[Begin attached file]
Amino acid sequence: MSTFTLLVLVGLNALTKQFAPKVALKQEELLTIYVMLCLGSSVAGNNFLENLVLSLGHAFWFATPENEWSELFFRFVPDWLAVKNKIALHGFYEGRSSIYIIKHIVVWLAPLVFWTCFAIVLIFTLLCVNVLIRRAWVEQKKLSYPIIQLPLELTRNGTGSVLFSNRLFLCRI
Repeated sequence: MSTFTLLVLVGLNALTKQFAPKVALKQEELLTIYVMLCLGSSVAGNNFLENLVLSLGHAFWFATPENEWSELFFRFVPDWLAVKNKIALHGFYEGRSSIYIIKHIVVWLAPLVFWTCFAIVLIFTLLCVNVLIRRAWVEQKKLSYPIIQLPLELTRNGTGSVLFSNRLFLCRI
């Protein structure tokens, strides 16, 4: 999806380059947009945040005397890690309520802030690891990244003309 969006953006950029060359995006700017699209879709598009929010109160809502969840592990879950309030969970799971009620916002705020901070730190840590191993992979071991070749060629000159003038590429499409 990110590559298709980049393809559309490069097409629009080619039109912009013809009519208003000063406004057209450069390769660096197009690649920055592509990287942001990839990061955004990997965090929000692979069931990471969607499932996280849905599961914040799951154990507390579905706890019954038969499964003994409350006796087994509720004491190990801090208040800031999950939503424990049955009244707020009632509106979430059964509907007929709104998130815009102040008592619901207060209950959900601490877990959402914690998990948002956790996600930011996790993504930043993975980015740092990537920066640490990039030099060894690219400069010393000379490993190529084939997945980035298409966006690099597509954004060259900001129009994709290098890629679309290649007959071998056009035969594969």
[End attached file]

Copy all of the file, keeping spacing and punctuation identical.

Amino acid sequence: MSTFTLLVLVGLNALTKQFAPKVALKQEELLTIYVMLCLGSSVAGNNFLENLVLSLGHAFWFATPENEWSELFFRFVPDWLAVKNKIALHGFYEGRSSIYIIKHIVVWLAPLVFWTCFAIVLIFTLLCVNVLIRRAWVEQKKLSYPIIQLPLELTRNGTGSVLFSNRLFLCRI
Repeated sequence: MSTFTLLVLVGLNALTKQFAPKVALKQEELLTIYVMLCLGSSVAGNNFLENLVLSLGHAFWFATPENEWSELFFRFVPDWLAVKNKIALHGFYEGRSSIYIIKHIVVWLAPLVFWTCFAIVLIFTLLCVNVLIRRAWVEQKKLSYPIIQLPLELTRNGTGSVLFSNRLFLCRI
């Protein structure tokens, strides 16, 4: 999806380059947009945040005397890690309520802030690891990244003309 969006953006950029060359995006700017699209879709598009929010109160809502969840592990879950309030969970799971009620916002705020901070730190840590191993992979071991070749060629000159003038590429499409 990110590559298709980049393809559309490069097409629009080619039109912009013809009519208003000063406004057209450069390769660096197009690649920055592509990287942001990839990061955004990997965090929000692979069931990471969607499932996280849905599961914040799951154990507390579905706890019954038969499964003994409350006796087994509720004491190990801090208040800031999950939503424990049955009244707020009632509106979430059964509907007929709104998130815009102040008592619901207060209950959900601490877990959402914690998990948002956790996600930011996790993504930043993975980015740092990537920066640490990039030099060894690219400069010393000379490993190529084939997945980035298409966006690099597509954004060259900001129009994709290098890629679309290649007959071998056009035969594969």